Kartana

[First of all: apologies for this one being late. I lost quite a bit of writing time last week flying back from Athens and recovering from jet lag (which, for me, tends to involve sleeping for 15 hours straight), but I think everything is just about back on track now!]

Kartana

Ever had a paper cut?

Hurts, doesn’t it?

Well, today’s Pokémon, the Ultra Beast Kartana, would like you to know that it lives to cause you that pain.  Every time you turn a page in a book too quickly and feel a sudden, sharp sting, or every time you lick an envelope and your tongue or lip screams at you to abort the mission because something has gone horribly wrong, Kartana is there, watching.  And laughing.

You’re welcome.

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jeffthelinguist asks:

I am the true Jeff, not that impostah. By the way, you can’t prove I am him also indeed….you could ask him and he’d say no, but how do you know he’s not messing with you and he and I aren’t one and the same.

But for reals though, here’s a legit question:. Do you think Ultra sun/moon was a proper goodbye to all the handheld games? (If we don’t count the switch as a handheld game)

Listen, I’m not here to adjudicate who gets to be Jeff.  If there are multiple Jeffs-claimant, you should settle it like adults: in a secret death battle in a remote swamp, fought while under the influence of potent psychedelics, with no witnesses, no safeguards and no remorse.  To be clear, I have no interest whatsoever in knowing the course or outcome of this challenge.

Anyway.

Don’t we count the Switch as a handheld?  I mean… I know it’s not just a handheld, but it is designed to be usable as one.  I’m not sure what would constitute a proper goodbye, or really even what there is to say goodbye to.  I didn’t expect anything in particular from Emerald as a farewell to the Gameboy Advance.  Conversely, expecting something special from the last game on a particular console kinda seems like it’s letting all the other games off the hook.

Celesteela

Celesteela

Today’s Pokémon is a bamboo alien, a moon rocket, and an ancient Japanese princess.

…no, I promise it makes sense.

Celesteela’s rocket-booster arms, long flowing hair, steel gown and tiny head make it one of the most bizarre of all the Ultra Beasts, but once you dig through its lore and inspiration… well, you can see where they were coming from.  Let’s take a look at the Launch Pokémon.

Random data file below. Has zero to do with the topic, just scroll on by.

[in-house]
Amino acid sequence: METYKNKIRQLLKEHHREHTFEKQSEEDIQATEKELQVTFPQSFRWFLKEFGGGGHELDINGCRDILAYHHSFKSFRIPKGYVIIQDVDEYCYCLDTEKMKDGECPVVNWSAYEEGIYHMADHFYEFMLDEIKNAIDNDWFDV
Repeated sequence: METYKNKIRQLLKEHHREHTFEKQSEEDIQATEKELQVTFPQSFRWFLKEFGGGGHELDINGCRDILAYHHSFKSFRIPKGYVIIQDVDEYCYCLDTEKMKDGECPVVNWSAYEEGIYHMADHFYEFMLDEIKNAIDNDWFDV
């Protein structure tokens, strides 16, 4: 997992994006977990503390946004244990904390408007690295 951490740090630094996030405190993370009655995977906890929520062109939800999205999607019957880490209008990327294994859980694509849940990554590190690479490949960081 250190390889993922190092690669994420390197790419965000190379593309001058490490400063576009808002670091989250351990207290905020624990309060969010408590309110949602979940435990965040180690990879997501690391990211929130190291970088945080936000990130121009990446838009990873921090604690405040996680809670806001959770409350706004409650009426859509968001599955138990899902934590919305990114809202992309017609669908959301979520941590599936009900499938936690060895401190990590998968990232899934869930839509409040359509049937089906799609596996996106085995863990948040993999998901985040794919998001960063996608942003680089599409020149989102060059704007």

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Xurkitree

Xurkitree

One of the perennial hazards of modern life is having to keep all of our different wires straight.  Everything you own has a different charging cable, and all of them, if they are ever moved or placed in a bag or, gods forbid, allowed to come into contact with each other, will instantaneously morph into eldritch spaghetti as soon as your back is turned.  Xurkitree is, as far as I can tell, the result of letting too many of your different charging cables get tangled up until they achieve a collective malevolent sentience, then steal your Christmas decorations and elope with a bunch of zip ties.  But now, just when you thought the lunatic nightmare was over… Xurkitree has returned from outer space.  For revenge.

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Pheromosa

Pheromosa

Last time on Pokémaniacal, we met Buzzwole, a horrendously jacked space mosquito who can drink an entire Snorlax in under a minute, and one of two Bug/Fighting-type Ultra Beasts.  The second is our subject for today: Pheromosa, who almost couldn’t be more different, and seems like it might be meant as a high-feminine counterpart to the arch-masculine Buzzwole (which would make sense given their status as version-exclusive Pokémon for Moon and Sun, respectively).  Let’s take a look.

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Buzzwole

Buzzwole

Today’s Pokémon is our second Ultra Beast, the abomination of hulking muscle and red life-juice that is Buzzwole.  While clearly just as weird and arguably un-Pokémon-like as Nihilego, Buzzwole is weird and un-Pokémon-like in very different ways, the main commonality being that Buzzwole also lacks well-defined facial features (I mean, it kind of has eyes, but they look more like real insectoid compound eyes than the heavily anthropomorphised eyes that Bug Pokémon often have, and are very small and indistinct).  However, unlike the unrelentingly alien Nihilego, Buzzwole is if anything weirdly and unsettlingly human while simultaneously being obviously insectoid – fitting for the Bug/Fighting type combination, but a striking contrast to the one previous Bug/Fighting Pokémon, Heracross.  Let’s take a closer look.

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Blog Status: Good???

According to my WordPress stats, February has been my best month since moving here, and in part that’s probably down to the last week, which… well, it’s been a hell of a week. Sword and Shield were announced, ramping up the urgency of finishing my work on generation VII, and I blended the worlds of classics and cake decorating into possibly my greatest real-world achievement ever, the acropolis cake (if you’re someone who’s been drawn in by that – hello! Neither classics nor baking is what this blog is usually about, but I hope you stay anyway!). So thanks to everyone for reading and growing Pokémaniacal’s following, and an extra special thanks to my Patreon supporters, whose donations maintain the WordPress site. If you enjoy my writing and would like more opportunities to offer opinions about this blog’s direction (more extreme baking? stranger Pokémon theories? just want a say on what order I do my reviews in?), consider setting aside a dollar a month for the cause – with enough support, I can upgrade the site to make it more interesting and easier to navigate. Onwards, my minions, and we shall cover this world in darkness like it has never known!